Hare Krishna group ordered to bring buildings up to scratch

2:36 pm on 5 November 2016

A Hare Krishna group near Nelson has been issued a final warning to bring some of its buildings up to scratch, or they will have to be removed.

The Nelson Hare Krishna Society

The Nelson Hare Krishna Society Photo: Facebook / The Nelson Hare Krishna Society

The Motueka-based Nelson Hare Krishna Society has been the subject of scrutiny since it was warned by the Tasman District Council earlier this year to fix operations around food preparation and housing, which did not meet standards.

A council spokesman said attempts to work with the group had failed and it had now been issued a notice it must fix the problems areas by January next year, or they will have to be removed.

Chris Choat said the group had been operating a range of unconsented accommodation - including caravans, buses and home-made structures - as well as a converted packing shed it ran as a commercial kitchen.

He said the notice issued meant these structures could no longer be used until the right permits were gained.

"Essentially what we have done is issue a 'notice to fix', around an unconsented variety of accommodation," Mr Choat said.

He said some ablution blocks and a temple had also been built on the property without consent.

Mr Choat said if compliance conditions were not met by January the structures would have to be removed, and beyond that it was possible the group could face hefty fines.

"The council has been trying to work with this group, but it's been left in no position but to issue this notice to fix. It means they can no longer use structures for accommodation or the commercial kitchen.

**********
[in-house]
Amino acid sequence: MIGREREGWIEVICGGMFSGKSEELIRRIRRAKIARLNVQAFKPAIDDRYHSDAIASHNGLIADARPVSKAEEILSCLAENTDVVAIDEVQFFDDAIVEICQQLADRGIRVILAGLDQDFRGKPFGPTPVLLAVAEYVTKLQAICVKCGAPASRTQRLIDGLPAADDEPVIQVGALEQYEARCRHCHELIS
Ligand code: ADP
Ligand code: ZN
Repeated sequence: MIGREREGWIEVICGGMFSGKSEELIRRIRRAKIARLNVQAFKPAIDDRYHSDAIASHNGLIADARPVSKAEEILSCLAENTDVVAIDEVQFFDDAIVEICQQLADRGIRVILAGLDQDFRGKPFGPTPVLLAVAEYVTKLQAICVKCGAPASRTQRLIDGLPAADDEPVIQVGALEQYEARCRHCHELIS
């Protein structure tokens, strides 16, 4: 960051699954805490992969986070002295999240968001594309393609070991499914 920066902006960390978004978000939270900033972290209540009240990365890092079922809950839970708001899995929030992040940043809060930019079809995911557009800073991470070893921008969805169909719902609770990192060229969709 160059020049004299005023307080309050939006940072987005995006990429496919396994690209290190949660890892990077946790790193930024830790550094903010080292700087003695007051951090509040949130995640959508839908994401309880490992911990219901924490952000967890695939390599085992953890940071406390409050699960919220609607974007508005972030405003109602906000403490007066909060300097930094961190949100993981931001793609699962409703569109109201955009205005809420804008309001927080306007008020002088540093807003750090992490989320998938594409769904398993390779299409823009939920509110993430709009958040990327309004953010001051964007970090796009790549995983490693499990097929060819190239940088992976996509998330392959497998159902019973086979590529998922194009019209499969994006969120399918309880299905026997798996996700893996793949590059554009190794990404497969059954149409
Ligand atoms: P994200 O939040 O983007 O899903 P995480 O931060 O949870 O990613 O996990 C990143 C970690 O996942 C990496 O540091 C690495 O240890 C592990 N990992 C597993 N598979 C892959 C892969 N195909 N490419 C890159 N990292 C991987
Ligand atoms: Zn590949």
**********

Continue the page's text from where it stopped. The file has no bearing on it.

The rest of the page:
"Our compliance people will be checking," he said.

Attention was drawn to the Motueka Hare Krishna group earlier this year after the Christchurch Hare Krishna temple publicly denounced a former member.

Graham Porter - known as Gokula-Chandra - is a volunteer with the Nelson Hare Krishna Society, and was the subject of a public notice from the president of the Christchurch Hare Krishna Centre.

Paul Macsween, or Ramanuja dasa, said in an advertisement published in The Press that Mr Porter and a group of friends had been operating the Hare Krishna farm near Motueka for several years, but Mr Porter had been excommunicated in 2006.

Mr Porter told RNZ at the time he had never received formal notice of his excommunication, but he was not concerned because the group he was now was not doing anything wrong.

He felt the Motueka group was being targeted by the Christchurch temple because it followed de facto Hare Krishna system.

The Tasman council visited the Motueka site in June when it was alerted to a number of problems there, including the sale and preparation of food.

Mr Choat said then concerns were also raised about the legitimacy of some community activities on the site.

The Nelson Hare Krishna Society is a registered charity.

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